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I remember when I first heard the word “schema.” I tilted my head like a perplexed basset hound and said “What?” Then someone told me its definition and I repeated, “What?”

In the digital world there are plenty of terms and tools that can be hard to wrap your brain around at first. You wish people would speak English, not techy. That’s the point of these Girl vs. Internet blogs—to make the complex aspects of the digital/online presence management world accessible and comprehensible to the average person. Schema is a perfect example of a concept that may seem intimidating, but when explained the right way can make perfect sense.

What Is Schema?

First things first, you should know that schema is sometimes also referred to as Schema.org or schema markup. (So if you see these terms, know you are dealing with the same animal.)

At its simplest, schema is a type of code you can put on the back end of your website to help search engines understand more about your site and, thus, provide more information for users when your listing shows up. Basically, schema can be added to the HTML area of your site (where it looks all coded and crazy) to improve how a webpage is displayed in the search result pages (SERPs).

If you want to get more technical than that (and don’t read the rest of this paragraph if that’s not your jam), a colleague of mine describes schema as referring to “the vocabulary to organize the data (structured data), whereas the code that uses the schema vocabulary to mark up the site code is RDF-a, Microdata, JSON-LD.”

How Does Schema Improve Your Result?

When search engines index webpages, they go off of what the content says. Schema helps tell the search engines what the content means. This Kissmetrics blog regarding analytics, marketing, and testing gives a great example:

“Let’s say the word ‘Neil Patel’ appears on an article. The search engine sees this, and produces a SERP entry with ‘Neil Patel.’ However, if I put the right schema markup around the name ‘Neil Patel,’ I’ve just told that search engine that ‘Neil Patel’ is the author of the article, not just a couple random words. The search engine then provides results that display better information for the user who was searching for ‘Neil Patel’.”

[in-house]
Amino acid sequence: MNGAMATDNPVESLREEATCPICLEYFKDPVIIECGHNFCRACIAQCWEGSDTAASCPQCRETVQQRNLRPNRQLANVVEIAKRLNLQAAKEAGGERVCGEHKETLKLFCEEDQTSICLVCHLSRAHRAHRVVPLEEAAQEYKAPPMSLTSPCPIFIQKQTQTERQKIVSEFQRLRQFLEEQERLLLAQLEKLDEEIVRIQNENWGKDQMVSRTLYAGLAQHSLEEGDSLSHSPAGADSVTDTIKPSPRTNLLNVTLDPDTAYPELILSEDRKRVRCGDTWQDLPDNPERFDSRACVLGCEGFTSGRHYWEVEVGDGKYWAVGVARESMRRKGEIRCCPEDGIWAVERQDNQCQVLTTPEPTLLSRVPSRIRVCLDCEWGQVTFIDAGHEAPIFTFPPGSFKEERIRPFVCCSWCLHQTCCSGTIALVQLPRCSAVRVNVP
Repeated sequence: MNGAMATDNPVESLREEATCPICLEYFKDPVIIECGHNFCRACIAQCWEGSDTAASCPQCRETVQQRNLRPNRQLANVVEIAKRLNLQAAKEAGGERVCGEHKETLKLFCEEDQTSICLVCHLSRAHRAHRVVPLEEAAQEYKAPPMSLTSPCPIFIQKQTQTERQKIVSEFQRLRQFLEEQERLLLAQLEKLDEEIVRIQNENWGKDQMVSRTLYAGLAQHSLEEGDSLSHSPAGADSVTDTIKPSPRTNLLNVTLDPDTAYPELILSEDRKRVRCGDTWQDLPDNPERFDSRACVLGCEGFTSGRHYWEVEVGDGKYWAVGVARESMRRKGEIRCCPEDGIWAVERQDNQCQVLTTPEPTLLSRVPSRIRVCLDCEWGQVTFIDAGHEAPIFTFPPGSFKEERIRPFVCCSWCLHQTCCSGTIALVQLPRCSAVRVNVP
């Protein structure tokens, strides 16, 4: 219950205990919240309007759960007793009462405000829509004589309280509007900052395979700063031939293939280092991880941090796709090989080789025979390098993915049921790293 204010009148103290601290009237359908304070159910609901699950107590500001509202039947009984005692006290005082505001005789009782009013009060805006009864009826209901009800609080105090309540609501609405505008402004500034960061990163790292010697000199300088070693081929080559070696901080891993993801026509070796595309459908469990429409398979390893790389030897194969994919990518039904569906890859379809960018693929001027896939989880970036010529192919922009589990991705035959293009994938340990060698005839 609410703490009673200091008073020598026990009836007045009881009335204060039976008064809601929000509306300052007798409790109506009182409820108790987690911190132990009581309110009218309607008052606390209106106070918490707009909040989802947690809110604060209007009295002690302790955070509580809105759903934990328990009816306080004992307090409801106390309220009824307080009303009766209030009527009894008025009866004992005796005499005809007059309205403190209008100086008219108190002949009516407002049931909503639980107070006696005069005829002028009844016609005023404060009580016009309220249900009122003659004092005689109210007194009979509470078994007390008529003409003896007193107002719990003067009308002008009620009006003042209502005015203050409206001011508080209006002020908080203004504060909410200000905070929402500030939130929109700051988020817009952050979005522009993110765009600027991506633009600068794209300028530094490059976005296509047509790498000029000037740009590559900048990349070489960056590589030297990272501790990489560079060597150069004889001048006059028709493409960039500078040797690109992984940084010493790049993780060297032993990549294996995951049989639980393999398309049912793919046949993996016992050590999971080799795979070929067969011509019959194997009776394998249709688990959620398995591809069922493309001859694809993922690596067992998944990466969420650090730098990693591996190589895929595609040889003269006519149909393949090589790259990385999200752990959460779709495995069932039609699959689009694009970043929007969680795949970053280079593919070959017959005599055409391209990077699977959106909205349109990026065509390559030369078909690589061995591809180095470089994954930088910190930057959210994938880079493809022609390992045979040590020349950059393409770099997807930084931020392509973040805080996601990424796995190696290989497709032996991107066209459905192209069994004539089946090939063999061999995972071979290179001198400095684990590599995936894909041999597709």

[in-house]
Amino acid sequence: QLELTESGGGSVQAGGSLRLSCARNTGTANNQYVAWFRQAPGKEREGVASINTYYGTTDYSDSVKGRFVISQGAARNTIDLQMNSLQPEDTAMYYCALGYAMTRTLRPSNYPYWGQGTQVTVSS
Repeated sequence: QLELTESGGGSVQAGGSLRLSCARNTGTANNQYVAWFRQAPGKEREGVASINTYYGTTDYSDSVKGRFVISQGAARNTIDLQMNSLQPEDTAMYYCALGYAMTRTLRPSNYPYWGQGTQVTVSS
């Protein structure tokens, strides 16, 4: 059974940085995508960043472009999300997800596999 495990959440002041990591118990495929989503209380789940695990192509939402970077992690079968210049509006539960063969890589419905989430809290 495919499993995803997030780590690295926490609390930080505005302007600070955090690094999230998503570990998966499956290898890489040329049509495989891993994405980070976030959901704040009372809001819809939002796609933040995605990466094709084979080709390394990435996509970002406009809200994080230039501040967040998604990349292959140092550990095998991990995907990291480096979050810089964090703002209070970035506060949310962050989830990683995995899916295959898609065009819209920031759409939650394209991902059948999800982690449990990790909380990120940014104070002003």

Now if you wanted to think of this another way, we can go to an HTML example. In HTML we label headers like so:

<h1>Big Fish</h1>

<h2>Big Fish</h2>

<h3>Big Fish</h3>

<h4>Big Fish</h4>

The higher the number in that header HTML tag, the smaller the header looks once published. In this example I used “Big Fish” as the header. If the search engines saw this, they could index the data in a myriad of ways. You see, the search engines don’t know if you’re referencing the film Big Fish made in 2003, Big Fish the free game download site, or an actual large marine creature. Schema, however, added to the back end of a webpage can provide the missing information that search engines need to fill in the blanks.

Collaborating For Better Results

Schema was a concept brought to life by the team effort of Google, Bing, Yahoo!, and Yandex. These search engines worked together to compose agreed-upon code markers that tell each of them what to do with the data found on your website.

These search engines joined forces in this unique collaboration to help users. In addition to assisting the search engines with their understanding of a webpage, schema allows your listing to display extra information people might need, such as:

  • Star/Review Ratings
  • Location Information
  • Product Pricing
  • Business Information
  • & More!

Just look at this listing for Wonder Woman on Rotten Tomatoes. A normal listing will just have a title tag (line of blue text), a URL (line of green text), and the meta description (the small summary below the rating). That rating and all the other info being provided here are the result of schema utilization, which creates rich snippets like these little callouts of extra information.

Schema & You

As you can see by the above example, schema can make your listing much richer—acting as a mini business card that tells the search engines and the users the important key points of information on your webpage.

There are hundreds of types of schema that can serve a wide array of websites and industries in this way (from movies to local businesses to products and beyond). And because of its effectiveness, schema can get you more traffic and help you rank higher in the SERPs. According to a Searchmetrics study, webpages utilizing schema tend to rank an average of four positions higher than those without. So don’t wait, get started on implementing schema to your website today. For your first next step, I recommend checking out Google’s Structured Data Markup Helper!


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